ADHD is estimated to affect anywhere between 2 to 20% of the population, with most studies settling on a figure around 7%. The attention-deficit disorder afflicts both children and adults but is much more prevalent in males than in females, with the most conservative ratio set at 2:1. Symptoms of ADHD are usually present by the age of 3, but often not diagnosed until the structured setting of school or even adulthood.
The most common symptoms of ADHD are hyperactivity, inattention, impulsivity, emotional instability, restless fidgeting, interrupting others and a lack of organization. About 75% of patients suffering from ADHD frequently show behavioral symptoms of aggression and defiance. These symptoms tend to manifest themselves in academic difficulties—it is harder for a child with ADHD to acquire, retain and display knowledge on a consistent basis.
The Neurobiology of ADHD
The exact causes of ADHD are unknown, but like many other psychiatric disorders, genetics play a significant role in its etiology. Biological parents of children with ADHD are more frequently discovered to also have the disorder than adoptive parents. Siblings of hyperactive children are twice as likely to have the disorder as the general population.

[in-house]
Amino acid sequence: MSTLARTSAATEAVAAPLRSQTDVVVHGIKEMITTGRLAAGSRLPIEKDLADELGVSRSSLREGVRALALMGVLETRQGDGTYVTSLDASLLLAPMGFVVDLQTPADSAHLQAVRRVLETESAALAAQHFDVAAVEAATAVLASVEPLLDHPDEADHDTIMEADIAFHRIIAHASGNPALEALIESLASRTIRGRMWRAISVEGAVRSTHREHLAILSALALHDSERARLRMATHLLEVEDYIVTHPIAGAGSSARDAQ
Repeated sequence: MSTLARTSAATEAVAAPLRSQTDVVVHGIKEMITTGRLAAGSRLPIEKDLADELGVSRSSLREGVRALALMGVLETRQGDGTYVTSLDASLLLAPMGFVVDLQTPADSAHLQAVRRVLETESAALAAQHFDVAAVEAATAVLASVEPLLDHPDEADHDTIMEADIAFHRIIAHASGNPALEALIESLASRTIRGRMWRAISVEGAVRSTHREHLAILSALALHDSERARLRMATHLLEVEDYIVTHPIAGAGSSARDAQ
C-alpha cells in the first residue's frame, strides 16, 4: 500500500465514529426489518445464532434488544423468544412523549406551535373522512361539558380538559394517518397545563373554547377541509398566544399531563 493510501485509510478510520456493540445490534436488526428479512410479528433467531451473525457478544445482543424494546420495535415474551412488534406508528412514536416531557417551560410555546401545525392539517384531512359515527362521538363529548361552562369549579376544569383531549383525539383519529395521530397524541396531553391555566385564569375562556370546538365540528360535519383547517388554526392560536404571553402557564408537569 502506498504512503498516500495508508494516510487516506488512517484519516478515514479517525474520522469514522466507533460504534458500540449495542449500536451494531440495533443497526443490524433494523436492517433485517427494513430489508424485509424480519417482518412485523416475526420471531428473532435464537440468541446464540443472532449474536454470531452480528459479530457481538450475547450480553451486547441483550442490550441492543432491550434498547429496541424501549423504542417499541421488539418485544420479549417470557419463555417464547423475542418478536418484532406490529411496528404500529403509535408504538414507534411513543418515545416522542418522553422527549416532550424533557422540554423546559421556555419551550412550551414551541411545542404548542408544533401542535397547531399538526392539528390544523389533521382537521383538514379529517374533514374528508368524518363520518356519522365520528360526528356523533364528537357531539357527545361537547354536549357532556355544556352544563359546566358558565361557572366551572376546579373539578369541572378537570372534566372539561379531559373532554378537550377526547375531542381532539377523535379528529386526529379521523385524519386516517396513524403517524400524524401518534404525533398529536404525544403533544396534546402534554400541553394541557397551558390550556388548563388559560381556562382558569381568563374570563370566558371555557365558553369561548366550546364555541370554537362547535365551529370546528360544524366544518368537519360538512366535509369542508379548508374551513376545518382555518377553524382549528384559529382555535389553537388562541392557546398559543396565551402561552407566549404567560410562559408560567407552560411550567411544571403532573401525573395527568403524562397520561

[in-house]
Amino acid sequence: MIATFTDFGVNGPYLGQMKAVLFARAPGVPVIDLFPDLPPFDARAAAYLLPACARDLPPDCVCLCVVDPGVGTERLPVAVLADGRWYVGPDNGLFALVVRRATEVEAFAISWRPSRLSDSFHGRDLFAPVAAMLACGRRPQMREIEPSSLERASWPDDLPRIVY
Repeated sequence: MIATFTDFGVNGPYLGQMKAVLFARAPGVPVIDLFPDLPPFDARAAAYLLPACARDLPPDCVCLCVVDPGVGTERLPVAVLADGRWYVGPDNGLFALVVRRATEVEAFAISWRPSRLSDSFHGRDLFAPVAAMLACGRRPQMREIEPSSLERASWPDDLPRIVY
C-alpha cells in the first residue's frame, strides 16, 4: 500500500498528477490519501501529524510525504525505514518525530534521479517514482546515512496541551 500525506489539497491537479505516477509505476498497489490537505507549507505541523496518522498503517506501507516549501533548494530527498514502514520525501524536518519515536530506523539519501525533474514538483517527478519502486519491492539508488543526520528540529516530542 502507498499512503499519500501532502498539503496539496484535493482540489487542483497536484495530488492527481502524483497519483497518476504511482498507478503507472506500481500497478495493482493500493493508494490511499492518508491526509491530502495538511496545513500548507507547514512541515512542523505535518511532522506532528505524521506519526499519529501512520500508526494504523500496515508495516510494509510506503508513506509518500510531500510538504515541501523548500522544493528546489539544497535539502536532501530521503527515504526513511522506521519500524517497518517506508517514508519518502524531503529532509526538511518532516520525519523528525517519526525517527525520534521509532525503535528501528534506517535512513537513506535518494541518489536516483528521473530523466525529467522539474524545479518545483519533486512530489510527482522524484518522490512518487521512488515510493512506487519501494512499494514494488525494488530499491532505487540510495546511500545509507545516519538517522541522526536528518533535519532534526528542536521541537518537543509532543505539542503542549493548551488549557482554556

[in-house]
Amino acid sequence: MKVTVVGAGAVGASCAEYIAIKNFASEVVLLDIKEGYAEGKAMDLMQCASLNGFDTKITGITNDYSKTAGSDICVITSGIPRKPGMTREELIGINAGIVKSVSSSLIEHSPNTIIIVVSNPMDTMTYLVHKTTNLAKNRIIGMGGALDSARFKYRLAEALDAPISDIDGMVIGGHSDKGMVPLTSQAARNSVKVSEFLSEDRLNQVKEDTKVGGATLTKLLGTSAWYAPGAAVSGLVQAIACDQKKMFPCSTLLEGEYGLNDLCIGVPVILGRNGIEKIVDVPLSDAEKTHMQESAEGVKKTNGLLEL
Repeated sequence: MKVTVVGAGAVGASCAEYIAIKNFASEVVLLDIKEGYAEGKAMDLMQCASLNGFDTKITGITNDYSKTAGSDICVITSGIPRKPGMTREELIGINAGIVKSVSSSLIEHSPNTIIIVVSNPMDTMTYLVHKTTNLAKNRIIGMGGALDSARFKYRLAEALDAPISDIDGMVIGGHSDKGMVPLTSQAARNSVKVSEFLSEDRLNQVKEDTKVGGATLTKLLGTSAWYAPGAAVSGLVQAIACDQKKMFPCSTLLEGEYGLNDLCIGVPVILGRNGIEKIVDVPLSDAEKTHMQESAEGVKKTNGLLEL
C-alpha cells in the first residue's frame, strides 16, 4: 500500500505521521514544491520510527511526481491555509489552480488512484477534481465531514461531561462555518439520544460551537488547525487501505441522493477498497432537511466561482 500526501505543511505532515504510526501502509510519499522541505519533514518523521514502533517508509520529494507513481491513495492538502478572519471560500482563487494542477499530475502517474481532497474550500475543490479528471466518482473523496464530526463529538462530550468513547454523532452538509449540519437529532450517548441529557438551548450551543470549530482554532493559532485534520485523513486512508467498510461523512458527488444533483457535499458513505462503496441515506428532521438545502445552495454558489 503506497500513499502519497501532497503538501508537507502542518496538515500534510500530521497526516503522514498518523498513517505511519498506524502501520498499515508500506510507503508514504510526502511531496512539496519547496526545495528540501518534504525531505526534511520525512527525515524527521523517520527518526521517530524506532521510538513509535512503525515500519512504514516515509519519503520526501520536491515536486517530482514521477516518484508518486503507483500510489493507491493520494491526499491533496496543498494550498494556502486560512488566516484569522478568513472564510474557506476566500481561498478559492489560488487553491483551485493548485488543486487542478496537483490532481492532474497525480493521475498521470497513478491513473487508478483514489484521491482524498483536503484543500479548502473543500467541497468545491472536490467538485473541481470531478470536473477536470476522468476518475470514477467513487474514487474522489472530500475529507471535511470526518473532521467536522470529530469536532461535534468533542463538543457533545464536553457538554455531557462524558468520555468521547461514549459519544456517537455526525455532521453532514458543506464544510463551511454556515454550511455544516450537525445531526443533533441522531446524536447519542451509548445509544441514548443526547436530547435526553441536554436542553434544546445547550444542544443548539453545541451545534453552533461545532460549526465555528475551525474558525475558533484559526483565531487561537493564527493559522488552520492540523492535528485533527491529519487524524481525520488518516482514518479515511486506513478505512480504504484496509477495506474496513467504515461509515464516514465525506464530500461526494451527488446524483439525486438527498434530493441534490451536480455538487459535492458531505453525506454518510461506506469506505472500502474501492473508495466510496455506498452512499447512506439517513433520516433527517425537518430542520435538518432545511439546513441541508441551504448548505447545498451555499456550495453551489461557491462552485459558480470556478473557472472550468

While most patients with ADHD have little evidence of structural damage in the central nervous system, scientists have repeatedly linked a few neurotransmitters to the disorder. Noradrenergic neurons have been cited for their role in influencing attention, and adrenergic and dopaminergic neurons are mentioned because they are affected by the medicines that have the most success curbing the ill effects of the disorder.
Symptoms generally must persist over a six-month period to warrant a diagnosis. It is important to consider how the patient relates to people (parents, peers, teachers, etc.) and how his or her response differs to participation in structured and unstructured events.
There has been a lot of coverage in the media about ADHD, its mis- or self-diagnosis, over-medication and prescription abuse. All of these are serious cause for concern. Dr. Ahmad has successfully and safely managed patients with ADHD by educating and partnering with them, thoroughly investigating, carefully diagnosing and ultimately providing treatment plans through a combination of neurocognitive testing, psychotherapy and psychopharmacology.
An educated decision on the best treatment plan can only be made by an informed patient in partnership with the treating physician.
Neurocognitive testing, which is offered at the Center, is a safe and effective method to identify frontal lobe deficits and executive dysfunction commonly associated with ADHD patients. It can also be helpful in distinguishing patients for whom psychopharmacology may alleviate ADHD symptoms.
Psychotherapy is also essential in the treatment of ADHD. Therapy is a collaborative approach that can help patients with ADHD increase self-esteem, improve social skills, and recognize that, while the symptoms of ADHD are not their fault, each patient can look forward to and take responsibility for meeting reasonable, agreed-upon expectations.
Take an adult- Attention Deficit Disorder (adult) screening quiz